6 insider tips for a brilliant Berlin getaway

Brandenburg gate at dusk

We’re off to Berlin for a few days and are beyond excited. Over the years I’ve gotten to know Berlin very well, and picked up a few tips and tricks to make a visit smoother, cheaper and more fun. If you’re also Berlin-bound, here are six insider tips for a better vacation.

Over the last decade I’ve lived in Berlin twice and in between enjoyed about a dozen holidays to the city. Whenever I’ve encountered people who didn’t enjoy Berlin (too expensive, too commercial, too dirty, etc), I’ve found it’s often because they didn’t know about, or embrace, some of the following things.

1. Go east

I’ve been a huge Berlin fan ever since my high school German teacher took our class on a study trip there. She was a great teacher who had spent many years in the city, and opened my eyes to the Berlin beyond the KaDeWe department store and famous Kurfürstendamm shopping street. In short, she showed us the east of Berlin.

street pavement with lights and greenery to the left and cars to the right
Helmholzplatz in Prenzlauer Berg is one of my favourite places to stay.

Staying in the eastern areas of Prenzlauer Berg, Friedrichshain or Mitte is a far more charming experience than anywhere near Kurfürstendamm and the centre of former West Berlin. Kreuzberg (which is east-ish but belonged to West Berlin) is another great option.

These areas mix early 19th century “Altbau” (older buildings) with a vibrant contemporary scene. Worn down GDR factories have become night clubs, bars, shops and communal spaces.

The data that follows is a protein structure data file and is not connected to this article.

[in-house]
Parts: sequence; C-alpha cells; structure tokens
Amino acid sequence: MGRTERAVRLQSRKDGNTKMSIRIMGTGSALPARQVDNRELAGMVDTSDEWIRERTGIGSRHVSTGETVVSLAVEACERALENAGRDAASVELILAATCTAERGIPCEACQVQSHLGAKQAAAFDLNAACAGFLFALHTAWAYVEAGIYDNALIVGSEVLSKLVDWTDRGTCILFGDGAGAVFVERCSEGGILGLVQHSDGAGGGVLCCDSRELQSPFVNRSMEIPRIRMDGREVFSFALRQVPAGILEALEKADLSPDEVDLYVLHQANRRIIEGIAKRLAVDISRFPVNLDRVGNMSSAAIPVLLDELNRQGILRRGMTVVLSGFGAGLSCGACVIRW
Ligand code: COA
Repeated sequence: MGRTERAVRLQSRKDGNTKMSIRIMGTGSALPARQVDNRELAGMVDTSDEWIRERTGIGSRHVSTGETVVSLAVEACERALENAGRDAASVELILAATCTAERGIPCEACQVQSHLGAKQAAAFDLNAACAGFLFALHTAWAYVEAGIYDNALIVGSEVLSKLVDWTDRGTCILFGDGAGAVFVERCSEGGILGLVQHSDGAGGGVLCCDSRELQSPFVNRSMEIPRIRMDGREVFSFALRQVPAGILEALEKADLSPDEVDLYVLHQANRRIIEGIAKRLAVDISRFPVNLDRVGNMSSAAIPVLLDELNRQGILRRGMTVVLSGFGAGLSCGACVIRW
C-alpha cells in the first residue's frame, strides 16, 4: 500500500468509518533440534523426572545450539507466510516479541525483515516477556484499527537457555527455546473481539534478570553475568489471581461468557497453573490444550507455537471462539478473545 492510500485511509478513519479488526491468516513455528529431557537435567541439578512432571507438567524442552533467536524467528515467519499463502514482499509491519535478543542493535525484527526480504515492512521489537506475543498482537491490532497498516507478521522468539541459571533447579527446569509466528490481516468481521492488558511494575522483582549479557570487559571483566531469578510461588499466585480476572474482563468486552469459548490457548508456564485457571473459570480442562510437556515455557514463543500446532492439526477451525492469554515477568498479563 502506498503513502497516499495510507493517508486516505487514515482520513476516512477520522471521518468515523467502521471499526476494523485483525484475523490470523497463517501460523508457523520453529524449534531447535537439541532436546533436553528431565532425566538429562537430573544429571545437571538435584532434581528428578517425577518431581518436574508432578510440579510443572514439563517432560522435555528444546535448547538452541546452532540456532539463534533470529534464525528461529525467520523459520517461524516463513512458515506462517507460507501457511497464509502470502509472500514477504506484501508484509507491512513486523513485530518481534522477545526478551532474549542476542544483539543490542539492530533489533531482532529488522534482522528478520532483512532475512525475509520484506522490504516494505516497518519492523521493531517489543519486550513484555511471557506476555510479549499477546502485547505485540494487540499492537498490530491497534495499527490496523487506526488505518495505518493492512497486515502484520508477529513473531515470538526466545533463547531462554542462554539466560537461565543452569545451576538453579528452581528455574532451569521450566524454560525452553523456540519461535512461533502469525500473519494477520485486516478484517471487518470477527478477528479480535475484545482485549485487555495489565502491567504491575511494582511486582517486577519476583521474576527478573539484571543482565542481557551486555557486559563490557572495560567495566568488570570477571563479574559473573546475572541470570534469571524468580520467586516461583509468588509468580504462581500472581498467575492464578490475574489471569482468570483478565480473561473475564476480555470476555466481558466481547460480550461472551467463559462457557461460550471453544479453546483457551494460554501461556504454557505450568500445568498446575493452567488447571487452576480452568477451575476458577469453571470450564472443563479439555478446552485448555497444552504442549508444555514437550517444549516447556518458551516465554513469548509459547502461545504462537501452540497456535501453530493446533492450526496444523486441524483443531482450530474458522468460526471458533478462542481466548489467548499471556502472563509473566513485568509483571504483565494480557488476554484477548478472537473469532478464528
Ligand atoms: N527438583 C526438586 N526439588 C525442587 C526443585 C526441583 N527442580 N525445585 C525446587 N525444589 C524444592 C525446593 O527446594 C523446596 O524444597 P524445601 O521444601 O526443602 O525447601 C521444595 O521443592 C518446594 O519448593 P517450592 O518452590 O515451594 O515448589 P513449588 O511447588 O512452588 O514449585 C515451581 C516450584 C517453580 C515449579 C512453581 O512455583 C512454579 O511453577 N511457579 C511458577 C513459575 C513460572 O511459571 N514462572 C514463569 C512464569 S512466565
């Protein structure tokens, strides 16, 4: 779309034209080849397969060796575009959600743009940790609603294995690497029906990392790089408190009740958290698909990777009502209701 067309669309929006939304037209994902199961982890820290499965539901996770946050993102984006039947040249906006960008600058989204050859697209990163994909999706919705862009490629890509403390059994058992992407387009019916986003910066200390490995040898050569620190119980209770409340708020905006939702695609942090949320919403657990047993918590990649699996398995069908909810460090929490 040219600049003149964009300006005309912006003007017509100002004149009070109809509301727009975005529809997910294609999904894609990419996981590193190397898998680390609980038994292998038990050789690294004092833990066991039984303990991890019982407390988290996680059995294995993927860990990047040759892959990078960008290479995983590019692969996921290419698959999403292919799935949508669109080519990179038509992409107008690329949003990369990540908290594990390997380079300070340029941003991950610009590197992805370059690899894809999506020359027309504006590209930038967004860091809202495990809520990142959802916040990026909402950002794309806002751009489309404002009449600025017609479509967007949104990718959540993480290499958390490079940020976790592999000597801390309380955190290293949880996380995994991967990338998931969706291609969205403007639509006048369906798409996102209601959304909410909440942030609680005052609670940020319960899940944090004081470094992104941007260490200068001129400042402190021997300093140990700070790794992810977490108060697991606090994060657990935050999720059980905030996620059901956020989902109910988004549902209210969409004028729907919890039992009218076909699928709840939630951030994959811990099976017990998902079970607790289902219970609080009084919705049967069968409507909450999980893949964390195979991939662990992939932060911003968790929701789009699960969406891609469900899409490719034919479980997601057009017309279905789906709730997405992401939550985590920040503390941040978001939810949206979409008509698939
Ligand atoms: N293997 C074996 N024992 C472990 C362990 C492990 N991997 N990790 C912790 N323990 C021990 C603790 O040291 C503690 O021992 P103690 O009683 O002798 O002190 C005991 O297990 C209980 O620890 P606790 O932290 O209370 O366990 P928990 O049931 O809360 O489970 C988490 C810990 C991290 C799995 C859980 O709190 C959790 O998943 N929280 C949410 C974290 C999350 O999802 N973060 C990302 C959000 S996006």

2. Enjoy a Sterni from your local Späti as a Laufbier

Embrace the Berlin way of life, and your stay will be very cheap. A “Laufbier” is a walking beer – a beer you bring for the walk (to the bar, to the club or to your friend’s house).

The most famous is perhaps the “Sterni” (short for Sternburger) which is generally the cheapest bottle of beer you can find. A bottle from a local cornershop (known as “Spätis” – roughly translated: “laties”) will sometimes set you back as little as 70 cents.

Drinking in public is accepted in Berlin (even on public transport although there are now signs banning alcoholic drinks from the underground trains) and it’s perfectly normal to enjoy a few beers or some wine in a park or canal front.

Soft drink held out in front of Brandenburg gate
Enjoying a Club Mate and the sights of Berlin.

If you don’t drink beer, most Spätis sell a range of mixed spirit and soft drink cans/bottles, as well as wine (though that’s obviously a lot harder to chug from a bottle on the go).

A non-alcoholic option is Club Mate (pronounced “mahteh” not mate), the brilliant ice tea fizzy drink used to fuel many a night out in Berlin. It’s a pretty potent caffeine drink, well on par with coffee. You’ll see it everywhere around Berlin, and probably grow to miss it greatly when you’ve no longer got 24/7 access to it.

3. Embrace the Denglish (Deutsch English)

Speaking of Laufbier, Sterni and Späti – do pick up a few German words before you go. While Berlin is a young and international city, a surprising amount of Berliners speak little to no English.

You will get by speaking English, but don’t expect bus drivers, supermarkets, signs (except museums/tourist information) or menus to cater towards non-German speakers. I studied at a Berlin university for a year, and encountered many university students who spoke virtually no English. Most cinemas and TV is also dubbed into German.

Downloading a translation app or even a brief word list can be very helpful if you don’t speak German. “Ein Bier, bitte” will really only get you so far.